Lyonel Feininger: at the edge of painting
A Modernist painter and musician who thrived at the margins of painting. A figurative cubist, passionate for sharp edges.
Lyonel Feininger was a sprawling and invigorating painter of high seriousness. And yet, his base was humorist art, as he started making caricatures and cartoons.
Lyonel Feininger (1871-1956), born in Manhattan, was the son of a German-American father, a violinist who fought in the American Civil War. Feininger was sent to study violin in Leipzig when he was 16 but instead, he enrolled in art school in Hamburg. He used to draw incessantly since childhood and quickly swerved into art. By the 1890s he was one of Europe’s best known caricaturists and illustrators.
He decided against pursuing music professionally. Instead, he turned his drawing talent into a successful and lucrative career as a newspaper cartoonist. But music seems to levitate in all his paintings.
Over the next 40 years, he did crucial visits to Paris and spent many summers communing with nature on the Baltic coast. In Paris, he was an art pupil of the French Robert Delaunay, creator of the Orphist art movement. At the age of 36, he decided to take up oil painting, becoming one of Germany’s most respected modern painters.
Since 1909 he was a member of the Berlin Artistic Association, Berliner Sezession. In 1911 he exhibited six canvases in the Salon des Indépendants in Paris.
He also collided with Cubism and showed with the German artist groups Die Brücke and Der Blaue Reiter. Feininger was a close friend of Paul Klee and Wassily Kandinsky. All three artists became teachers the Bauhaus School of Design. He even designed the cover of the school’s first manifesto.
Months before the Nazis declared his work as “degenerate art”, Feininger returned with his wife, Julia, to the United States. In 1937, with World War II looming, he could finally made his long-sought return to a vastly changed New York. He lived and worked in Manhattan until his death at the age of 84.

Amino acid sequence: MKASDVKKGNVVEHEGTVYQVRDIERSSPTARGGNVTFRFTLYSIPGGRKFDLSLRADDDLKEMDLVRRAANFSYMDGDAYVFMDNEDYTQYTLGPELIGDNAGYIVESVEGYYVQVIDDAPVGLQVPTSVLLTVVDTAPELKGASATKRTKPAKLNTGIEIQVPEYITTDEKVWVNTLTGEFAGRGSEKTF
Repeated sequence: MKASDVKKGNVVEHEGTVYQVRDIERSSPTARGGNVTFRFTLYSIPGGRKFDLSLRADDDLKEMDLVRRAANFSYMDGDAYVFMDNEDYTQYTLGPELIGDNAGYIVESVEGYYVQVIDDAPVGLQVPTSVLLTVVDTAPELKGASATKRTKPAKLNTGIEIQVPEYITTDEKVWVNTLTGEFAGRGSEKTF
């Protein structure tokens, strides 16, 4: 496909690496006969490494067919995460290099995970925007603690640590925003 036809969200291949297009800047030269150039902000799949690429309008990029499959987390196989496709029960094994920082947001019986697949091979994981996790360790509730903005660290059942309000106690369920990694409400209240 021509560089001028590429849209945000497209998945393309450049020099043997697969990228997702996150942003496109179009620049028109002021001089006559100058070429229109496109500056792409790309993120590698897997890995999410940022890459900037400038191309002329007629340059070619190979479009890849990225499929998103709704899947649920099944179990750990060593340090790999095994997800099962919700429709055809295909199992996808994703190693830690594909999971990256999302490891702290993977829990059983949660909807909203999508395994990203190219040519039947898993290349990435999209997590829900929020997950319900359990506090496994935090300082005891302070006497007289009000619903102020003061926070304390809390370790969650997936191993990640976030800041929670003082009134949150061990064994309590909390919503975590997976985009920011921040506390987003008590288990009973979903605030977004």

His spiritually infused, almost architectonic paintings created a tranquil point in a life that had seen major historical and personal shifts. They still bring a sense of calm and awe.
American born, Lyonel Feininger ended up spending his 50 most creative years in Germany to end up his life in New York, like many artists escaping Europe from World War II. His career and his art, reflect his cosmopolitan background.
Feininger is best known for his semi Abstract landscapes and strange cityscapes which he started painting in Hamburg and Berlin. They are filled with hafts of blurry light, falling on indistinct forms of church steeples, buildings, sailboats and ocean waves. They suggest a kind of heavenly immanence. Inspired by the isolated, spiritualised landscapes of German Romantic painter Caspar Friedrich.
These works are consistent with Feininger’s mystical convictions:
“Painting is a path to the intangibility of the divine.”
Whether evoking his beloved Baltic Sea or Gothic cathedral spires, Feininger created a signature style consisting of faceted, crystalline surfaces of thin paint. As painter and musician, he is a master in harmonically interconnecting planes of diaphanous colours, as he is influenced by musical structures. His paintings show his reverence to Baroque music genius, Johan Sebastian Bach, in whose honor he composed several fugues in the early 1920s.
In his paintings, Feininger tried to achieve a concentrated monumentality equivalent to Bach’s music compositions. Although I dare to say that he is closer in spirit to Mozart and Watteau than to Bach and Friedrich.